The Peace Dividend Of A More United Europe

Basque separatist militants from Spain used to take refuge in France, where they were still regarded as freedom fighters. No more. On Mar. 9, just before Spanish President Jose Maria Aznar visited Paris, police swooped down on two safe houses in the French capital and arrested six alleged top leaders of the ETA, which stands for "Land and Liberty" in the Basque language.

Western Europe's last armed separatist rebellion appears to be running out of steam. The police are still tracking down rogue elements of the ETA. But in other respects, Spain's Basque region is moving toward peace. A cease-fire called last September by the ETA is holding. Terrorist extremism is being replaced by the ballot-box ambitions of a political offshoot of the militia. And a population weary of bombings prefers economic revival to violence.

Credit the ever greater strength of the European Union for much of this success. Among the Basques there is a growing realization that a war for independence from Spain, a goal that had a certain validity under Francisco Franco's dictatorship, now approaches the absurd. It makes little sense to break away from Spain while Spain itself is tearing down its monetary and political borders with the rest of Europe.

The success of the peace movement in the Basque country also demonstrates how the EU in Brussels is subtly shifting allegiances and blurring national borders. Brussels has lavished aid on economically struggling regions of Europe. Ireland, Italy, Portugal, and Spain have all benefited. The Basque area alone has received $1.4 billion in EU aid since 1997. The result has been a growing realization in Europe's regions that they can turn to Brussels for help as well as for a new identity--and thus loosen the grip of national governments in the process.

While the power of Europe has grown, the appeal of peace has grown with it. The ETA's commitment to violence finally provoked a popular backlash 20 months ago, when the trumpeted execution of a young conservative politician, Miguel Angel Blanco, backfired politically. As local support for the ETA waned, its more moderate members decided that their only option was to move the struggle into the democratic arena, something Madrid had been calling for them to do since the dawn of Spain's democracy in 1975, after Franco's death. The strategy worked: In regional elections shortly after last September's truce, the ETA's political wing won a strong 18% of the vote, its best performance in years.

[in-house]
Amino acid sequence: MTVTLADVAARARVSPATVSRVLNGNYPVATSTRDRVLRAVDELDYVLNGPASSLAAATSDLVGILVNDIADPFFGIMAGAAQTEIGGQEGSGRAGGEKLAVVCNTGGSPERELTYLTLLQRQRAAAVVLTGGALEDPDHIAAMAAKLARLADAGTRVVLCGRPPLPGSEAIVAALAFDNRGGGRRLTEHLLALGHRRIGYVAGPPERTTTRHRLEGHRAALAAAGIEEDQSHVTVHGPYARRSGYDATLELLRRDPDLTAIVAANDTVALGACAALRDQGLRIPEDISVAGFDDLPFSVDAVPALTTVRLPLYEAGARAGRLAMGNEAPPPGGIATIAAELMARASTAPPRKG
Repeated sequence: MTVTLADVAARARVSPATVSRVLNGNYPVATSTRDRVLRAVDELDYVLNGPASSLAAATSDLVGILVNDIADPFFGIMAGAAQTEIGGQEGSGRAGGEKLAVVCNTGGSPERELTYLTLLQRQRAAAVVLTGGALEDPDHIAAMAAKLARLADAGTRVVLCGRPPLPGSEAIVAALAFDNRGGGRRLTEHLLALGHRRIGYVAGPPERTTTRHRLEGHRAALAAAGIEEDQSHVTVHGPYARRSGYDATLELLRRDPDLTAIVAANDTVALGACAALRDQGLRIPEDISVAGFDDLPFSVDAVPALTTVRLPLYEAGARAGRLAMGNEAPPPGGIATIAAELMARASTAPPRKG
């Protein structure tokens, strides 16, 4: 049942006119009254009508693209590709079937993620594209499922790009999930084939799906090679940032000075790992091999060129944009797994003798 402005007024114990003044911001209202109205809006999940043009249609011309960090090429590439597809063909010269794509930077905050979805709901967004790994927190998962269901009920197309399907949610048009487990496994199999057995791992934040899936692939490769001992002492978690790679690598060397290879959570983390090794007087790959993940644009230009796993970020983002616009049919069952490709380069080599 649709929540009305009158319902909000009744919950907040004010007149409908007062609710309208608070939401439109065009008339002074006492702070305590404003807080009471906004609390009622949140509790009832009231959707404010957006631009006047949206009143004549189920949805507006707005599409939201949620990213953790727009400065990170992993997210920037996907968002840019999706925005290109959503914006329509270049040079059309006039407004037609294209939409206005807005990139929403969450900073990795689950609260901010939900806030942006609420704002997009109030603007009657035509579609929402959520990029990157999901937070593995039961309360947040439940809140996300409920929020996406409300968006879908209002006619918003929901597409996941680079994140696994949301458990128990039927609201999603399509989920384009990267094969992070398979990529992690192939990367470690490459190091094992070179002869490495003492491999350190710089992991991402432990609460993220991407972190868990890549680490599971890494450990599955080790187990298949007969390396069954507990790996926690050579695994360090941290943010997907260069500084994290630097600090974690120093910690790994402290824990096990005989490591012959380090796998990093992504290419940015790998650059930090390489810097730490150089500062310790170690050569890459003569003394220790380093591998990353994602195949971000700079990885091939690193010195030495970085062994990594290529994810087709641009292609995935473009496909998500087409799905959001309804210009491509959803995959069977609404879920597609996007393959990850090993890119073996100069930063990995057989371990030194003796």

ECONOMIC BOOST. Aiding the cause of peace is the economic payoff. For years, the Basques ran some of Spain's best steel mills and banks. But as terrorism rose, Basque money and jobs migrated south to Madrid. Now, boosted by generous government subsidies and the prospect of peace, such foreign investors as Luxembourg steel giant Arbed are retooling mills and hiring workers. While unemployment remains dire, at 17.8%, the Basque region's 5.5% annual economic growth now outpaces Spain as a whole.

The peace could still break down, since a radical wing remains committed to violence. But Aznar hopes to lure the ETA into talks, perhaps after important municipal elections this June. As a goodwill gesture, he could relocate hundreds of ETA prisoners, some on distant islands, closer to their homeland. To drive his offer of limited autonomy home, he can count on the attractions of prosperity and the common-sense argument that the European nationalism of old is on the wane. In the next century, a peaceful Basque Country figures to be simply one of dozens of regions in a united Europe.

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